This is usually an easy test to have, and it uses no radiation. Your child simply lies on a table, and a technician moves the transducer over the part of the body being looked at. The test is not usually painful, but it might be uncomfortable if the transducer is pressed down hard on the abdomen.

Magnetic resonance imaging (MRI) scan

An MRI scan, like a CT scan, gives detailed images of soft tissues in the body. This test is not used as often as CT scans for lymphoma, but MRI is very useful for looking at the brain and spinal cord if a child has symptoms that might be caused by problems in the nervous system.

MRI scans use radio waves and strong magnets instead of x-rays, so there is no radiation. The energy from the radio waves is absorbed and then released in a pattern formed by the type of body tissue and by certain diseases. A computer translates the pattern into very detailed images of parts of the body.

A contrast material called gadolinium is often injected into a vein before the scan to better see details. The contrast material usually does not cause allergic reactions.

MRI scans take longer than CT scans, often up to an hour. Your child may have to lie inside a narrow tube, which can be distressing, so sedation is sometimes needed. Newer, more open MRI machines may be another option, although your child will still have to lie still. The MRI machine makes loud buzzing and clicking noises that your child may find disturbing. Some places provide headphones or earplugs to help block this noise out.

Positron emission tomography (PET) scan

For a PET scan, a form of radioactive sugar (known as fluorodeoxyglucose or FDG) is injected into the blood. (The amount of radioactivity used is very low and will pass out of the body within a day or so.) Because lymphoma cells grow quickly, they absorb large amounts of the sugar. After about an hour, your child will be moved onto a table in the PET scanner. He or she will lie on the table for about 30 minutes while a special camera creates a picture of areas of radioactivity in the body. The picture is not finely detailed like a CT or MRI scan, but it provides helpful information about the whole body.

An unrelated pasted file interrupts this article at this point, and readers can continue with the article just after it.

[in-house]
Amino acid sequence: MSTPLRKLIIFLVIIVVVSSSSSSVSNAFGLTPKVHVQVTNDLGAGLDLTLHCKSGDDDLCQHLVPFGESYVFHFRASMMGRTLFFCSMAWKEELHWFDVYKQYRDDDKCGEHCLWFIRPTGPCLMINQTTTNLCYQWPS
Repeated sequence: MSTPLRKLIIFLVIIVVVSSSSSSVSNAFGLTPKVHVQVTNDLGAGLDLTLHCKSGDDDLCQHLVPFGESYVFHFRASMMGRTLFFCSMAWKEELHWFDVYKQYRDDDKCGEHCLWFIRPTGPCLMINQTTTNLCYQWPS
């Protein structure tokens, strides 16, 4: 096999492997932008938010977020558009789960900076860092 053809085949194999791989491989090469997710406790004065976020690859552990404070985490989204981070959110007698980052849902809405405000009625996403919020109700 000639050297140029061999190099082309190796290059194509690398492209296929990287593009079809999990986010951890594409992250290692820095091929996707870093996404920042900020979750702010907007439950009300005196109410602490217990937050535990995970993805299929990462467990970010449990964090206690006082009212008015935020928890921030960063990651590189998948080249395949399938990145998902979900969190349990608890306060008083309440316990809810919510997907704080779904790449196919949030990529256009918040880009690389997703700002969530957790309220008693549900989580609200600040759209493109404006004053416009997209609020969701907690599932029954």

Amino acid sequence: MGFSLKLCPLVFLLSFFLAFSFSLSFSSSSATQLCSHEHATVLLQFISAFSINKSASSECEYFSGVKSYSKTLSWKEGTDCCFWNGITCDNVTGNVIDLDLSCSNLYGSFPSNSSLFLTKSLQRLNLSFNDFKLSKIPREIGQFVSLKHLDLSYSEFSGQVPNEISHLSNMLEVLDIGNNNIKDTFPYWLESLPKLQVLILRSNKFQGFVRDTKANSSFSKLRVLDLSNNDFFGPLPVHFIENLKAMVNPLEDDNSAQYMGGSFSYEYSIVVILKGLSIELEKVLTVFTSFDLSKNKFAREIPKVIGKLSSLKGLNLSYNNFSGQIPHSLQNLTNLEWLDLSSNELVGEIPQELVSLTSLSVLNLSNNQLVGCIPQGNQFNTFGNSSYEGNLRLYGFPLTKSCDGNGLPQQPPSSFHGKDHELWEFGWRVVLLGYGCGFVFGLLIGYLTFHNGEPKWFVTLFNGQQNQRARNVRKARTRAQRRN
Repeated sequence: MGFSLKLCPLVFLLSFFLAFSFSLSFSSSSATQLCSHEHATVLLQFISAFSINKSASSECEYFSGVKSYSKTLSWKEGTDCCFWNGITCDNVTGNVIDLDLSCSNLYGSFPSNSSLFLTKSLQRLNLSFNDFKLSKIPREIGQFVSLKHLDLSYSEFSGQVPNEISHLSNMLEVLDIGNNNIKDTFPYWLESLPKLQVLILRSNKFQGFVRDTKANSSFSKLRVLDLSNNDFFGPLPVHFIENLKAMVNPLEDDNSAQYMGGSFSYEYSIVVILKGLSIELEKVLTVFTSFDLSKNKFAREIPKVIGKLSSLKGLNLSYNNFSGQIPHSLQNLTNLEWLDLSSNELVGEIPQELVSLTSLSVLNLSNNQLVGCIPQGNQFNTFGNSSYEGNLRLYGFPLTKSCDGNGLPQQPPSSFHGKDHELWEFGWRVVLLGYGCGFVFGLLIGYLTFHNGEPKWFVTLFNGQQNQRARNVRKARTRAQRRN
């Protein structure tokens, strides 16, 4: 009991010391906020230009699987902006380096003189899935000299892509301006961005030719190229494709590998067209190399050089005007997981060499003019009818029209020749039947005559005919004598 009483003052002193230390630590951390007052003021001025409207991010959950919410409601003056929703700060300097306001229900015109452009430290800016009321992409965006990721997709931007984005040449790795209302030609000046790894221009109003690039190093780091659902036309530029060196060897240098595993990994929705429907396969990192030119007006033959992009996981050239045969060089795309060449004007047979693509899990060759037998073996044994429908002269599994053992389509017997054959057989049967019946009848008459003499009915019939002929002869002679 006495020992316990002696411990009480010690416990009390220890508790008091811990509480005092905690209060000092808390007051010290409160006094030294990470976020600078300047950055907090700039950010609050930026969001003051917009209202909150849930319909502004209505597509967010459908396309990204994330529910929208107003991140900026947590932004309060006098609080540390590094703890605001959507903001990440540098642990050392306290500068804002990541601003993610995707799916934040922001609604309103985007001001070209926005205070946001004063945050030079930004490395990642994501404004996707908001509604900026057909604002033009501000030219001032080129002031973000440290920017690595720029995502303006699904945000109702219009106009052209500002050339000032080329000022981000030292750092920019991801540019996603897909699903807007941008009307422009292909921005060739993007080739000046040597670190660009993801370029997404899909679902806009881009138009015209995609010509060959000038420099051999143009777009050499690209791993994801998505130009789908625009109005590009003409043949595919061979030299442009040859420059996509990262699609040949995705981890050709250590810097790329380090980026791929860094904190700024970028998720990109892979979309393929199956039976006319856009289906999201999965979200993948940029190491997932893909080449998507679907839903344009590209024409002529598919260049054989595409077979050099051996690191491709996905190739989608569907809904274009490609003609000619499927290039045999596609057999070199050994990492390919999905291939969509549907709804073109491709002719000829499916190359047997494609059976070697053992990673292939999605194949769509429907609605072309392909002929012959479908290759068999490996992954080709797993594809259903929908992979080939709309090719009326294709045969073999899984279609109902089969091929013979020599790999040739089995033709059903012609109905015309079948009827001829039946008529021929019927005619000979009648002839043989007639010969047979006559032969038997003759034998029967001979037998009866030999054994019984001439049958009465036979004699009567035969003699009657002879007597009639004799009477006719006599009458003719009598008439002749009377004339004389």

PET scans can be used for many reasons in a child with lymphoma:

  • They can help tell if an enlarged lymph node contains lymphoma or is benign.
  • They can help spot small areas in the body that might be lymphoma, even if the area looks normal on a CT scan.
  • They can help tell if a lymphoma is responding to treatment. Some doctors will repeat the PET scan after 1 or 2 courses of chemotherapy. If the chemotherapy is working, the lymph nodes will no longer take up as much of the radioactive sugar.
  • They can be used after treatment in helping decide whether an enlarged lymph node still contains lymphoma or is merely scar tissue.

Some newer machines can do both a PET and CT scan at the same time (PET/CT scan). This lets the doctor compare areas of higher radioactivity on the PET scan with the more detailed appearance of that area on the CT scan.

Bone scan

This test is not usually needed unless a child is having bone pain or has lab test results that suggest the lymphoma might have reached the bones.

For a bone scan, a radioactive substance called technetium is injected into the blood. (The amount of radioactivity used is very low and will pass out of the body within a day or so.)

The substance travels to damaged areas of the bone over a couple of hours. Your child then lies on a table for about 30 minutes while a special camera detects the radioactivity and creates a picture of the skeleton. Younger children may be given medicine to help keep them calm or even asleep during the test.

A bone scan can detect bone damage from lymphoma. But a bone scan may also pick up non-cancerous problems, so other tests might be needed to be sure.

The American Cancer Society medical and editorial content team
Our team is made up of doctors and master’s-prepared nurses with deep knowledge of cancer care as well as journalists, editors, and translators with extensive experience in medical writing.

Last Medical Review: March 7, 2014 Last Revised: January 27, 2016